Kentucky Speedway - Home of The Best Sight Lines in NASCAR
Kentucky Speedway, located in Sparta, Kentucky, is one of the newest race tracks which hosted the events of three NASCAR national series and IndyCar Series. The 1.5-mile tri-oval speedway was opened in 2000. It was the venue of the IndyCar Series, NASCAR Truck Series and ARCA Series in the opening year. Since 2001, it hosted NASCAR Busch Series (now Xfinity Series) and finally, in 2011, the NASCAR Sprint Cup Series came to Sparta.
The race track in Sparta was born in 2000
The idea of a racing facility in Sparta, a village about 40 miles from Cincinnati, was presented in January 1998 by Jerry Carroll, who announced that he and four other investors would pay $153 million to build a speedway. The construction started in July 1998.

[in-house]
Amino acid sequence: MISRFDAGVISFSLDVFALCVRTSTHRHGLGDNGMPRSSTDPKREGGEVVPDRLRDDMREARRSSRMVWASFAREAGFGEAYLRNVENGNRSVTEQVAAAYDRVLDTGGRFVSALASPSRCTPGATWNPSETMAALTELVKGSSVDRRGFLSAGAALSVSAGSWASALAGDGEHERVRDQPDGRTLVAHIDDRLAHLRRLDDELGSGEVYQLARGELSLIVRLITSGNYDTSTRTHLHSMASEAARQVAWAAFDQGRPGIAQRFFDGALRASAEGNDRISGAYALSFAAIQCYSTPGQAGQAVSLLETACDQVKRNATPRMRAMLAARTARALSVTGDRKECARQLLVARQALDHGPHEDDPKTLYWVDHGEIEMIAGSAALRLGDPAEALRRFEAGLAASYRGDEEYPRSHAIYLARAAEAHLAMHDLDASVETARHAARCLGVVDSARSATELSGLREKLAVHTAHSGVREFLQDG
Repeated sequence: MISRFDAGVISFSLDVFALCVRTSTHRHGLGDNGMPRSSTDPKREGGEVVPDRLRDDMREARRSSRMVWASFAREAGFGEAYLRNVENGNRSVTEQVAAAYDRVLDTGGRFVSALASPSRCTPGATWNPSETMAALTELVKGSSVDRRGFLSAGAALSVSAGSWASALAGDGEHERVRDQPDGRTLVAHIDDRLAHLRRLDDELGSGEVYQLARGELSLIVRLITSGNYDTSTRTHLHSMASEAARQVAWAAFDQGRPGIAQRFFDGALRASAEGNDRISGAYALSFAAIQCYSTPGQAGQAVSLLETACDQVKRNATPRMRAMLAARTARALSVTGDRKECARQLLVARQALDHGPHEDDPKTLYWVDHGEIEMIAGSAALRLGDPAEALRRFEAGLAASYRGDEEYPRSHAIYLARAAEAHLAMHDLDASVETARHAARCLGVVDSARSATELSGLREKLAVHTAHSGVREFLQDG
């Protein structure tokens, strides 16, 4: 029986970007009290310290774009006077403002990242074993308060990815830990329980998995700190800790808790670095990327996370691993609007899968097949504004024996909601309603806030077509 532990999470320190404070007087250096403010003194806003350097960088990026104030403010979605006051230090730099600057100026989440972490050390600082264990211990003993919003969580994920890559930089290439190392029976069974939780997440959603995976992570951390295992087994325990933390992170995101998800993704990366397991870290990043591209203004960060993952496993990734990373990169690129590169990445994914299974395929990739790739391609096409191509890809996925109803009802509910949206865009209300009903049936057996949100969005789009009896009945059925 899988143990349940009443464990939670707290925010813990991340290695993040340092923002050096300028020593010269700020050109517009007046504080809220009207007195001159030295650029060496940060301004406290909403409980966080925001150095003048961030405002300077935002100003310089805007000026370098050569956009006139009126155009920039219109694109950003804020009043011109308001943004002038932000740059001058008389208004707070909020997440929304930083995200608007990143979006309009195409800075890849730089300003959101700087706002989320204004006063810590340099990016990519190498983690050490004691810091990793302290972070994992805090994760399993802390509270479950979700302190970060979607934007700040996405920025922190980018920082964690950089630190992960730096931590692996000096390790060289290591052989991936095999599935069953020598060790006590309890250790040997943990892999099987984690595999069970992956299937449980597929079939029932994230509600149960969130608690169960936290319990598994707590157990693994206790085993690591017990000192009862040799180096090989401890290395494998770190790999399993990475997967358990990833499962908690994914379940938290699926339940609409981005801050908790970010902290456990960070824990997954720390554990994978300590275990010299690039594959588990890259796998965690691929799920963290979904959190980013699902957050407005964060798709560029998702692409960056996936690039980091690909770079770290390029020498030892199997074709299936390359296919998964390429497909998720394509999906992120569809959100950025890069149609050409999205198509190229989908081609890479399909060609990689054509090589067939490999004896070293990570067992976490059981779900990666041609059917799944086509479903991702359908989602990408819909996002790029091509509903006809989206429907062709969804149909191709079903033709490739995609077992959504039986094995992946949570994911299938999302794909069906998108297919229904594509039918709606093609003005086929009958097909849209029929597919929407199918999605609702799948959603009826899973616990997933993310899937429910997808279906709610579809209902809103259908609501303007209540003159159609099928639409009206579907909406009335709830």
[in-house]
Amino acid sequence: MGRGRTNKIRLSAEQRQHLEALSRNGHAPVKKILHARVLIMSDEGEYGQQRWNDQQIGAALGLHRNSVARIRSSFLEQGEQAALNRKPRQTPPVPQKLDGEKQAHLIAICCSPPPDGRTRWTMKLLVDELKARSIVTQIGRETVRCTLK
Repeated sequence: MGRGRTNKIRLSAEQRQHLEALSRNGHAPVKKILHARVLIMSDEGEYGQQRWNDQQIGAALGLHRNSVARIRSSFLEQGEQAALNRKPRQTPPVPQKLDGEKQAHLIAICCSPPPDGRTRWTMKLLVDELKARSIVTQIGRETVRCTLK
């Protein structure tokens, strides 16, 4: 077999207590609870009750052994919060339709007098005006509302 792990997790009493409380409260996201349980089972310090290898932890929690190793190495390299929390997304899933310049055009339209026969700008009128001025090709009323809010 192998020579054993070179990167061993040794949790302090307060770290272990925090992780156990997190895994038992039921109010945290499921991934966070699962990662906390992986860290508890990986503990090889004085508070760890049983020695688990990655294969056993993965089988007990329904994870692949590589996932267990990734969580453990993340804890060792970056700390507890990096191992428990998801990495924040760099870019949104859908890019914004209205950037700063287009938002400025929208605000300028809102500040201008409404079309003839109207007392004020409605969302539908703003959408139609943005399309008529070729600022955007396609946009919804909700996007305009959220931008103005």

The 1.5-mile tri-oval speedway with four turns was finished in summer 2000. The seating capacity was 66,000. During the construction of the speedway, it was announced that NASCAR Truck Series, IndyCar Series and ARCA Series would have events at the new race track. But, the track was opened with a minor event, the Slim Jim All Pro Series race on June 16, 2000. The first ever winner at kentucky Speedway was Billy Bigley Jr.
The first NASCAR race winner was Greg Biffle
The first major event followed a day later, on June 17. It was the Craftsman Truck Series race named Kroger 225. The first winner was Greg Biffle in the Roush Racing’s Ford. In August 2000, the inaugural IndyCar race took part at Kentucky Speedway. The winner was Buddy Lazier, ahead of Scott Goodyear, a poleman and the man who led for most of the race.